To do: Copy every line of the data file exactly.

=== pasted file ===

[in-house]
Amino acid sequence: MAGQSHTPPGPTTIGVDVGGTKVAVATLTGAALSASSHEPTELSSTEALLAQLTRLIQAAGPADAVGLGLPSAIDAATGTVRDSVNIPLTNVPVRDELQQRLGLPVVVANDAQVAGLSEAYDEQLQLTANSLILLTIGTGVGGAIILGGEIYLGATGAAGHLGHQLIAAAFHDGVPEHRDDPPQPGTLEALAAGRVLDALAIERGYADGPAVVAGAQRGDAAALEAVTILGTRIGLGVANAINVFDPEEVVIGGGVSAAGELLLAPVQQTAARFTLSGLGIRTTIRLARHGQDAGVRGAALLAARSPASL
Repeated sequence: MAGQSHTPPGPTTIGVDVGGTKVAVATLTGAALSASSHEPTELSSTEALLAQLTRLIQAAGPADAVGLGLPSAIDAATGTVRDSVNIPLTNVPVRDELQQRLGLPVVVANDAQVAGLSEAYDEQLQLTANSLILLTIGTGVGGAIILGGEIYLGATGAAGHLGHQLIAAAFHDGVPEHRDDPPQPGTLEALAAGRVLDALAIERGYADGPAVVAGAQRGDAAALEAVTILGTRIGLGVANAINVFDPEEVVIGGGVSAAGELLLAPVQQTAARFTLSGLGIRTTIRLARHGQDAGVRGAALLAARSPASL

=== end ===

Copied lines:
[in-house]
Amino acid sequence: MAGQSHTPPGPTTIGVDVGGTKVAVATLTGAALSASSHEPTELSSTEALLAQLTRLIQAAGPADAVGLGLPSAIDAATGTVRDSVNIPLTNVPVRDELQQRLGLPVVVANDAQVAGLSEAYDEQLQLTANSLILLTIGTGVGGAIILGGEIYLGATGAAGHLGHQLIAAAFHDGVPEHRDDPPQPGTLEALAAGRVLDALAIERGYADGPAVVAGAQRGDAAALEAVTILGTRIGLGVANAINVFDPEEVVIGGGVSAAGELLLAPVQQTAARFTLSGLGIRTTIRLARHGQDAGVRGAALLAARSPASL
Repeated sequence: MAGQSHTPPGPTTIGVDVGGTKVAVATLTGAALSASSHEPTELSSTEALLAQLTRLIQAAGPADAVGLGLPSAIDAATGTVRDSVNIPLTNVPVRDELQQRLGLPVVVANDAQVAGLSEAYDEQLQLTANSLILLTIGTGVGGAIILGGEIYLGATGAAGHLGHQLIAAAFHDGVPEHRDDPPQPGTLEALAAGRVLDALAIERGYADGPAVVAGAQRGDAAALEAVTILGTRIGLGVANAINVFDPEEVVIGGGVSAAGELLLAPVQQTAARFTLSGLGIRTTIRLARHGQDAGVRGAALLAARSPASL